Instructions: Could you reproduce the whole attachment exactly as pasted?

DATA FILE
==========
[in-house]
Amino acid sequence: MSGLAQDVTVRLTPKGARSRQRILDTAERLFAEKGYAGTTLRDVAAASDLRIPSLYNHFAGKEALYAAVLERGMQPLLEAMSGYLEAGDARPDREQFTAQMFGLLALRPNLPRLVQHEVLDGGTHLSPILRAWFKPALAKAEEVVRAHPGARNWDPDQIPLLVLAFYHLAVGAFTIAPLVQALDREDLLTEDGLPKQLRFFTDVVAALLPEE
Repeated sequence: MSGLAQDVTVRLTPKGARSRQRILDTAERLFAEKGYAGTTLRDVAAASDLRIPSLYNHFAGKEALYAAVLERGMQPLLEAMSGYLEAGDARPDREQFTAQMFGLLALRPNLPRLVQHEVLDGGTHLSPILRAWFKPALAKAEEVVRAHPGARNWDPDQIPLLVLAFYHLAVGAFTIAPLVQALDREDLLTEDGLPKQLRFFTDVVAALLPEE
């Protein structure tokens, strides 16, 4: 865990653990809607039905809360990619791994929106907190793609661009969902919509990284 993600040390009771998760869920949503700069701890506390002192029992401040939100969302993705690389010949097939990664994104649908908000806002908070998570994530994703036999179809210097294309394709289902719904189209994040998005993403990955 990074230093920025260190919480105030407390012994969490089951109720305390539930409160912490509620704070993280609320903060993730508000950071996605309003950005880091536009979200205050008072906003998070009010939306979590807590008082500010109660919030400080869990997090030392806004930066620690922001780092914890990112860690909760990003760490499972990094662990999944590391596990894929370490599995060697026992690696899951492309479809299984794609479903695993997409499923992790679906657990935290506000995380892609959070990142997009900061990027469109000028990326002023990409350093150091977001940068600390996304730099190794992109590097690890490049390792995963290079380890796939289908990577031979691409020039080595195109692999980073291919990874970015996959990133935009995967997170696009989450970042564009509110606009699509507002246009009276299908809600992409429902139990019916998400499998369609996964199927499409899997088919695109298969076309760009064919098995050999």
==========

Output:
[in-house]
Amino acid sequence: MSGLAQDVTVRLTPKGARSRQRILDTAERLFAEKGYAGTTLRDVAAASDLRIPSLYNHFAGKEALYAAVLERGMQPLLEAMSGYLEAGDARPDREQFTAQMFGLLALRPNLPRLVQHEVLDGGTHLSPILRAWFKPALAKAEEVVRAHPGARNWDPDQIPLLVLAFYHLAVGAFTIAPLVQALDREDLLTEDGLPKQLRFFTDVVAALLPEE
Repeated sequence: MSGLAQDVTVRLTPKGARSRQRILDTAERLFAEKGYAGTTLRDVAAASDLRIPSLYNHFAGKEALYAAVLERGMQPLLEAMSGYLEAGDARPDREQFTAQMFGLLALRPNLPRLVQHEVLDGGTHLSPILRAWFKPALAKAEEVVRAHPGARNWDPDQIPLLVLAFYHLAVGAFTIAPLVQALDREDLLTEDGLPKQLRFFTDVVAALLPEE
């Protein structure tokens, strides 16, 4: 865990653990809607039905809360990619791994929106907190793609661009969902919509990284 993600040390009771998760869920949503700069701890506390002192029992401040939100969302993705690389010949097939990664994104649908908000806002908070998570994530994703036999179809210097294309394709289902719904189209994040998005993403990955 990074230093920025260190919480105030407390012994969490089951109720305390539930409160912490509620704070993280609320903060993730508000950071996605309003950005880091536009979200205050008072906003998070009010939306979590807590008082500010109660919030400080869990997090030392806004930066620690922001780092914890990112860690909760990003760490499972990094662990999944590391596990894929370490599995060697026992690696899951492309479809299984794609479903695993997409499923992790679906657990935290506000995380892609959070990142997009900061990027469109000028990326002023990409350093150091977001940068600390996304730099190794992109590097690890490049390792995963290079380890796939289908990577031979691409020039080595195109692999980073291919990874970015996959990133935009995967997170696009989450970042564009509110606009699509507002246009009276299908809600992409429902139990019916998400499998369609996964199927499409899997088919695109298969076309760009064919098995050999």